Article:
- 29. Copyright © 2006 Pearson Addison- Wesley. All rights reserved. 9-29 Capital Budgeting Techniques (cont.)
- 30. Copyright © 2006 Pearson Addison- Wesley. All rights reserved. 9-30 Capital Budgeting Techniques (cont.)
- 31. Copyright © 2006 Pearson Addison- Wesley. All rights reserved. 9-31 Payback Period The payback method simply measures how long (in years and/or months) it takes to recover the initial investment. The maximum acceptable payback period is determined by management. If the payback period is less than the maximum acceptable payback period, accept the project. If the payback period is greater than the maximum acceptable payback period, reject the project.
- 32. Copyright © 2006 Pearson Addison- Wesley. All rights reserved. 9-32 Pros and Cons of Payback Periods The payback method is widely used by large firms to evaluate small projects and by small firms to evaluate most projects. It is simple, intuitive, and considers cash flows rather than accounting profits. It also gives implicit consideration to the timing of cash flows and is widely used as a supplement to other methods such as Net Present Value and Internal Rate of Return.
- 33. Copyright © 2006 Pearson Addison- Wesley. All rights reserved. 9-33 Pros and Cons of Payback Periods (cont.) One major weakness of the payback method is that the appropriate payback period is a subjectively determined number. It also fails to consider the principle of wealth maximization because it is not based on discounted cash flows and thus provides no indication as to whether a project adds to firm value. Thus, payback fails to fully consider the time value of money.
- 34. Copyright © 2006 Pearson Addison- Wesley. All rights reserved. 9-34 Pros and Cons of Payback Periods (cont.)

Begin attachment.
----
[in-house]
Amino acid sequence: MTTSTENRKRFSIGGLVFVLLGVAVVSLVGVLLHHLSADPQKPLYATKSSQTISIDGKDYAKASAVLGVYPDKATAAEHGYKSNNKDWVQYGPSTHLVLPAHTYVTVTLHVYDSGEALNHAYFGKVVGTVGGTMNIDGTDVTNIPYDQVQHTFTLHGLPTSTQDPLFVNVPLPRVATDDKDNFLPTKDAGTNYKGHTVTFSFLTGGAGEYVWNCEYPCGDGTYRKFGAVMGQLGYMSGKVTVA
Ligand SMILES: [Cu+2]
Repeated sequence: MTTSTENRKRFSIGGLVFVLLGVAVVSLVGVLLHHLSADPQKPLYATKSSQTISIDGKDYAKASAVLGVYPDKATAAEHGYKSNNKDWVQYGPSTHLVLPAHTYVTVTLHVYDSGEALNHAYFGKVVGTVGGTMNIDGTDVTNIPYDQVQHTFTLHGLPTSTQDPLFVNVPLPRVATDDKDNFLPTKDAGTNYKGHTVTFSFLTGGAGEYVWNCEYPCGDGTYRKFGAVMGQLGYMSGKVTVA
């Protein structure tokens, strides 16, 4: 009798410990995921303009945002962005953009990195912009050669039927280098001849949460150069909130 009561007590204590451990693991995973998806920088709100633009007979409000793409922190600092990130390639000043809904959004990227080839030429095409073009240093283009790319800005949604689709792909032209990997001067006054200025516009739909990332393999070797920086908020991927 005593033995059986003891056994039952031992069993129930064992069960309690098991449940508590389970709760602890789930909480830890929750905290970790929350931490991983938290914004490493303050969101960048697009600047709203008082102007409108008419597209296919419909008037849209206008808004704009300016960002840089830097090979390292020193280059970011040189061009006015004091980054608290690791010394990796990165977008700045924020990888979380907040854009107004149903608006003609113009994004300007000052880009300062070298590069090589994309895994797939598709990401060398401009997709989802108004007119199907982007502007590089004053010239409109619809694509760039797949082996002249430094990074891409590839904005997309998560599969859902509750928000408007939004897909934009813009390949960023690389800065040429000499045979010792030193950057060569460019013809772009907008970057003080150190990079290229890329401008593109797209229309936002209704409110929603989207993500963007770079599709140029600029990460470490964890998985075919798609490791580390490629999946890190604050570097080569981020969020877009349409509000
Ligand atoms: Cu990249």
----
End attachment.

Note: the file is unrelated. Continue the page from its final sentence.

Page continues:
- 35. Copyright © 2006 Pearson Addison- Wesley. All rights reserved. 9-35 Pros and Cons of Payback Periods (cont.)
- 36. Copyright © 2006 Pearson Addison- Wesley. All rights reserved. 9-36 Net Present Value (NPV) Net Present Value (NPV): Net Present Value is found by subtracting the present value of the after-tax outflows from the present value of the after-tax inflows.
- 37. Copyright © 2006 Pearson Addison- Wesley. All rights reserved. 9-37 Decision Criteria If NPV > 0, accept the project If NPV < 0, reject the project If NPV = 0, technically indifferent Net Present Value (NPV) (cont.) Net Present Value (NPV): Net Present Value is found by subtracting the present value of the after-tax outflows from the present value of the after-tax inflows.
- 38. Copyright © 2006 Pearson Addison- Wesley. All rights reserved. 9-38 Using the Bennett Company data from Table 9.1, assume the firm has a 10% cost of capital. Based on the given cash flows and cost of capital (required return), the NPV can be calculated as shown in Figure 9.2 Net Present Value (NPV) (cont.)
- 39. Copyright © 2006 Pearson Addison- Wesley. All rights reserved. 9-39 Net Present Value (NPV) (cont.)
- 40. Copyright © 2006 Pearson Addison- Wesley. All rights reserved. 9-40 Internal Rate of Return (IRR) The Internal Rate of Return (IRR) is the discount rate that will equate the present value of the outflows with the present value of the inflows. The IRR is the project’s intrinsic rate of return.
- 41. Copyright © 2006 Pearson Addison- Wesley. All rights reserved. 9-41 Decision Criteria If IRR > k, accept the project If IRR < k, reject the project If IRR = k, technically indifferent Internal Rate of Return (IRR) (cont.) The Internal Rate of Return (IRR) is the discount rate that will equate the present value of the outflows with the present value of the inflows. The IRR is the project’s intrinsic rate of return.